While military service is a calling for many, it can also be a last resort for people looking to find a job after high school, get out of their current situation at home or earn money for college. Regardless of the reason why you want to serve in the military, you will get out of it what you put into it.
You can leave military service with marketable skills and leadership experience at a young age, plus some useful discipline and resilience for what life will throw at you. Since military life is not a perfect fit for everyone, some might have negative experiences if they aren't prepared for the reality of service.
Here is an email from a young man on the fence and concerned about what might happen if he chooses military service.
Mr. Smith, I am thinking about joining the Navy or Air Force and learning some useful technical and mechanical skills. I still have a year of high school and have talked to recruiters at my school. I am hearing about great opportunities, but I also have seen people in my neighborhood join and come back out of shape and with no job skills. I am not that impressed with the recruiters as they seem to be telling me one thing and I see another. I am in good shape, so this is not a fitness request but more of advice on a decision to make. Thanks Robbie
Robbie, thanks for even considering serving your country. You will see some good and bad along your journey to serve and during service. The military is a cross-section of society, so expect to see both. If you push yourself when learning new skills and do well in your job, you will rise above your peers and get access to increased opportunities. You picked good options with the Navy and Air Force, especially if you are seeking mechanical and technical skills since both are highly dependent on tech-savvy and mechanically oriented sailors and airmen.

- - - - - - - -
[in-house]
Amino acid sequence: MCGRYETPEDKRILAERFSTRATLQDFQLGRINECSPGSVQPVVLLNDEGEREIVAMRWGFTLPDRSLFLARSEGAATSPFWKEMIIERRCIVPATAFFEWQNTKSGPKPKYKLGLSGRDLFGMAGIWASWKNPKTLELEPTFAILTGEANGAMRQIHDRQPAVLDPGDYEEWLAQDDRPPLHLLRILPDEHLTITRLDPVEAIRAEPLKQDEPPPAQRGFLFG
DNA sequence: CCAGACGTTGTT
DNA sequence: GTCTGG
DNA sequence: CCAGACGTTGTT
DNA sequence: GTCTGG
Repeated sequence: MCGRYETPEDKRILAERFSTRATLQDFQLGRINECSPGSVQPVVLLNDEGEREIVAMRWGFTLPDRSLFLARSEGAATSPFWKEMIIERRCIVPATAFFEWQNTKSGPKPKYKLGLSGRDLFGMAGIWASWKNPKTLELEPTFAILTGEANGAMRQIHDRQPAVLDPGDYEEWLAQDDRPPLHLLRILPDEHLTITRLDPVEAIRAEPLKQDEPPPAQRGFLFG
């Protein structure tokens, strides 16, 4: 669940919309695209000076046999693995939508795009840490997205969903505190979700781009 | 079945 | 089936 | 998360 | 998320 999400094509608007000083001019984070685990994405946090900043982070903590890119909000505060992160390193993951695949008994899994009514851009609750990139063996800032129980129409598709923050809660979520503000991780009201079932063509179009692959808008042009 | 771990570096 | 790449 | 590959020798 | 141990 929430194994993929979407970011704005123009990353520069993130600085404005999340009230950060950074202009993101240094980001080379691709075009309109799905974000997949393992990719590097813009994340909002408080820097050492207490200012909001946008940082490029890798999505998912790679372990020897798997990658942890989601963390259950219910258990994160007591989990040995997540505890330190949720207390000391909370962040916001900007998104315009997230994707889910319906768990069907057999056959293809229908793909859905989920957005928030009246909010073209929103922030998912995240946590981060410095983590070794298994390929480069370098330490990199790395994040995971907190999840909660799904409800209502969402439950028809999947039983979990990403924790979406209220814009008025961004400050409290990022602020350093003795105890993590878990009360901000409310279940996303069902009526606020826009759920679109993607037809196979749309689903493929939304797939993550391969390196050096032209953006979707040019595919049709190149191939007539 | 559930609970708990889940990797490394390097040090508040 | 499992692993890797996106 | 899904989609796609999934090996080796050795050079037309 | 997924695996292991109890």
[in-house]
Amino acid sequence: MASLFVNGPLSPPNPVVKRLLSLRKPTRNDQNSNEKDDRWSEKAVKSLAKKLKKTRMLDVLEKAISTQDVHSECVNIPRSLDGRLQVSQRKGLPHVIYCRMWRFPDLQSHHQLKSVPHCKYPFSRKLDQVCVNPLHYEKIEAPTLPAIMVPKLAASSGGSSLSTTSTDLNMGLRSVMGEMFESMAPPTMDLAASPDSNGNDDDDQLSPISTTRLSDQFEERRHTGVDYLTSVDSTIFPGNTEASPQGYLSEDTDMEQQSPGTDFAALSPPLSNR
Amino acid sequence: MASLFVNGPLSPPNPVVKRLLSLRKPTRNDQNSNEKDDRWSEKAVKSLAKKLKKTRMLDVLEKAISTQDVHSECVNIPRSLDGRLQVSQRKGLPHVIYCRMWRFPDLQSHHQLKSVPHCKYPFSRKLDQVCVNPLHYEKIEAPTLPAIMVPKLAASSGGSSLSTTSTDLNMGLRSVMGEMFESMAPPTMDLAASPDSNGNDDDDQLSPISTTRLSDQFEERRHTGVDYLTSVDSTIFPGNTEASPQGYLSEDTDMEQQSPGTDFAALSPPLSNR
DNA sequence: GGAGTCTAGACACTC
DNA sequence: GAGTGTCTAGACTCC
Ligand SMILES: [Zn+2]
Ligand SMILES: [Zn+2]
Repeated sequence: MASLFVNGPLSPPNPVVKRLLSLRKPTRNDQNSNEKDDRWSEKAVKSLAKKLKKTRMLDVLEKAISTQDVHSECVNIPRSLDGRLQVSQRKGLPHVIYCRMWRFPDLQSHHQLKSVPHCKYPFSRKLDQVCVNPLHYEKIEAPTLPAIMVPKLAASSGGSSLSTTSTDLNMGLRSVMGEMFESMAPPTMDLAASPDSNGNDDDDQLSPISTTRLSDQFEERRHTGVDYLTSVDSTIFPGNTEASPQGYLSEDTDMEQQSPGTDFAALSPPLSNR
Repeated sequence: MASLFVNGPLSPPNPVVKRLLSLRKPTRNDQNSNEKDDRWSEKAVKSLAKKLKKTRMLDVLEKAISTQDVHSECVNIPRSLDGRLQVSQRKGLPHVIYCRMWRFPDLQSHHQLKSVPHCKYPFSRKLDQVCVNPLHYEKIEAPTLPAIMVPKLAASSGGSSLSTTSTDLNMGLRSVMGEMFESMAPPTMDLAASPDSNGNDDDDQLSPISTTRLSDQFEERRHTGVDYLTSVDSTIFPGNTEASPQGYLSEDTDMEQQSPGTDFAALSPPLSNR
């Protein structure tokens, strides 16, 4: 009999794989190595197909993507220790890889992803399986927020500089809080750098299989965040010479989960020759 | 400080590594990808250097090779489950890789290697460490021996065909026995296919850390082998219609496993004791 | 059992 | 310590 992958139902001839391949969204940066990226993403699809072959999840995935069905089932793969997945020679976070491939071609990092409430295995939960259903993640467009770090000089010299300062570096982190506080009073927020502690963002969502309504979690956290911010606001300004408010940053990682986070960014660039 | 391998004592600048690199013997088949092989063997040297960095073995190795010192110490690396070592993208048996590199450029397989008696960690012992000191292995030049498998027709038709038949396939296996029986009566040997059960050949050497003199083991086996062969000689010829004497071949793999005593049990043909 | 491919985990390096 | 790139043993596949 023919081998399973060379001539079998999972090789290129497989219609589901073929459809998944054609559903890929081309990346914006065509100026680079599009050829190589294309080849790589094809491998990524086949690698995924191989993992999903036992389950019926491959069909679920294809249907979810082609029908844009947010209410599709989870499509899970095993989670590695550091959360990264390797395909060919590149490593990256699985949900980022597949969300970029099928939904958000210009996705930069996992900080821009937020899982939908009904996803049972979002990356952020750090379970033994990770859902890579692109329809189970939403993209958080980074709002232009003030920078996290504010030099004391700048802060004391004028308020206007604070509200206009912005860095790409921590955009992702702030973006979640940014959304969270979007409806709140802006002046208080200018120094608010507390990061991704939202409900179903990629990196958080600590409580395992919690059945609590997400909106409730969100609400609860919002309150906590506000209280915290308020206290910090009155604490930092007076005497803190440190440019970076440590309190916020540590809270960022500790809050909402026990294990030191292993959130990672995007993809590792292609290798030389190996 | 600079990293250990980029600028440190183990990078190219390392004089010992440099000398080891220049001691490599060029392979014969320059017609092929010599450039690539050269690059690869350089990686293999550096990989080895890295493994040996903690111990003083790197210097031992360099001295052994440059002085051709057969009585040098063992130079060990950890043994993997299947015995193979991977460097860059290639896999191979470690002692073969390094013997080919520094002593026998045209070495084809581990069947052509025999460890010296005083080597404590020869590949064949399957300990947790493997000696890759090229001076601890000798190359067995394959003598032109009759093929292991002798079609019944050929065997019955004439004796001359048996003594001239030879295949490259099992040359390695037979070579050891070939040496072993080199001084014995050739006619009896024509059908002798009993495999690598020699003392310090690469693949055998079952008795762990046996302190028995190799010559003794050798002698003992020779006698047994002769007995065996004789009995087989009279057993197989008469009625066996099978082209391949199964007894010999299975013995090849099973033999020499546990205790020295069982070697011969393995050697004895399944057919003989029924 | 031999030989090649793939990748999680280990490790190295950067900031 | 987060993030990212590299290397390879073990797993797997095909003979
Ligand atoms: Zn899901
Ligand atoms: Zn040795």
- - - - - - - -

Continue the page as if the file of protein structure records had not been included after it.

Technical and Mechanical Jobs in the Military
The Navy and Air Force are looking for people who are interested in serving and learning more about the mechanics of the machines that drive these branches and the technology that drives the world. From network specialist to aviation mechanics, these job skills will transfer over to the civilian world immediately and help advance your college course load since many of the military programs also equate to college credits.
If you are enjoying military service but want to complete a college degree, you can do both at the same time. Sure, there is the GI Bill that allows you to attend college once you have left the military, but there are also the Naval Academy and Air Force Academy where you can start to attend up until the age of 22. There are also ROTC programs at colleges across the country.
You Should Still Physically Prepare Yourself
Find as many ways as you can to stand out in the military, from the mechanical and technical training and jobs to the fitness test. The physical standards are not overwhelming for either branch of service (Air Force Fitness Test | Navy Fitness Test).
However, if you decide to join their special ops or diving programs, be prepared to add significant amounts of additional fitness training and water skills to your list of preparation needs. Normal athletics will provide a nice foundation for you through your basic and advanced training process, but you should specifically focus on the fitness test of either or both branches to make sure you are capable of not just passing but doing well on the fitness test.
Many former athletes make the mistake and "think" they are fit enough to pass fitness tests. Do yourself a favor and practice the test a few times before you leave for basic training or boot camp. You will be glad you did, and you may even find a weakness that needs to be developed.
Like any profession or job, the more you put into your service, the more you will receive from your military experience. If the decision whether to serve in the Air Force or the Navy is weighing on you, look at where the Navy and Air Force bases are located across the country and throughout the world. There are some beautiful bases located in vacation hot spots in beach towns, mountains and near ancient cultures. There are some not-so-good places to live as well. Choose wisely.
Stew Smith is a former Navy SEAL and fitness author certified as a Strength and Conditioning Specialist (CSCS) with the National Strength and Conditioning Association. Visit his Fitness eBook store if you're looking to start a workout program to create a healthy lifestyle. Send your fitness questions to firstname.lastname@example.org.
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